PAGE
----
Literary Arts is pleased to announce the next events of the 2009 Oregon Book Awards Author Tour, with readings in Enterprise and Baker City. Authors on the tour will be Steven Bender, winner of the Sarah Winnemucca Award in General Nonfiction for One Night in America: Robert Kennedy, Cesar Chavez, and the Dream of Dignity and finalists Pamela Smith Hill, author of Laura Ingalls Wilder: A Writer’s Life, and Kate Gray, author of the poetry collection Another Sunset We Survive.
The readings take place in:
• Enterprise on Thursday, August 13, at 7:00 p.m. in the Gazebo on the lawn of the Wallowa County Courthouse (101 S. River Street) immediately following the Courthouse Concert.
• Baker City on Friday, August 14 at 7:00 p.m. at Crossroads Art Center (2020 Auburn Avenue). The authors will appears as part of the Writer’s Guild of Eastern Oregon Second Friday Literary Night series.
Previously on Paper Fort, a few of the writers had this to say about their books:
Steven Bender describes his book this way: “One Night in America chronicles the friendship of two leaders with a bold political and economic vision of extending the American dream to farm workers. It examines the significance today of their coalition on issues ranging from immigration, labor, and education to poverty and religion.” Steven says he was inspired to write it because “Against the backdrop of increasing demonization of immigrants and Latinos in the United States, I hoped to get us back on the pathway to extending dignity to all workers and the impoverished. As I argue, there is still time to prove Kennedy and Chavez right.”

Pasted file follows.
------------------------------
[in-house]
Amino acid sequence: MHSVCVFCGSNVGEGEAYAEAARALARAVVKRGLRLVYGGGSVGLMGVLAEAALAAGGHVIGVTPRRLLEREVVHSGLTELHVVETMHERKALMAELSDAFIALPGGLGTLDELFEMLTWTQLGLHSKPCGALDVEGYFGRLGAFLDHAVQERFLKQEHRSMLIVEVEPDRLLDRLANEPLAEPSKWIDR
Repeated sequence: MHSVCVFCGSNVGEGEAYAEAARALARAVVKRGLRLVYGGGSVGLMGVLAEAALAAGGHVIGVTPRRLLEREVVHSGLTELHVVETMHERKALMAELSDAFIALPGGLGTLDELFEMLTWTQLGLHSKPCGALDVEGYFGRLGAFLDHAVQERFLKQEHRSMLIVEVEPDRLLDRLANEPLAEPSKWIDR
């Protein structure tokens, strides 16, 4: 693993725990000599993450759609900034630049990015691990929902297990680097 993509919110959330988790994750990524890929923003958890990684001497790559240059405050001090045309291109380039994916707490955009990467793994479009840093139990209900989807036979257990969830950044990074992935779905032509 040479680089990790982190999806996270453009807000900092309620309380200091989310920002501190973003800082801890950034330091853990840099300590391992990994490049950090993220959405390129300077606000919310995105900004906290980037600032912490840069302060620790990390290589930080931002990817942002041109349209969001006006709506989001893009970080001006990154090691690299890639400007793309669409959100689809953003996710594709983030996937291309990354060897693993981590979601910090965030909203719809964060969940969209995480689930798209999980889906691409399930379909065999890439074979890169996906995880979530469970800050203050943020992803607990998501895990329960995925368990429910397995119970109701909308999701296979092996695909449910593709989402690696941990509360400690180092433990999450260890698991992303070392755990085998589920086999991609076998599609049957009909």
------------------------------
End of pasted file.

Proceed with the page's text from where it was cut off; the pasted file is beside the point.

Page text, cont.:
Pamela Smith Hill says her book “explores how Wilder shaped her memories of childhood and transformed them into the enduring fiction of the popular Little House books.” Pamela says “although I was commissioned to write this book by the South Dakota State Historical Society Press, I’ve written about Wilder since the late 1970s, and always wanted to know more about her life as a writer, and the influences that inspired her to write. The popular myth about Wilder– that she suddenly began writing in her 60s and was an instant success– never satisfied me.”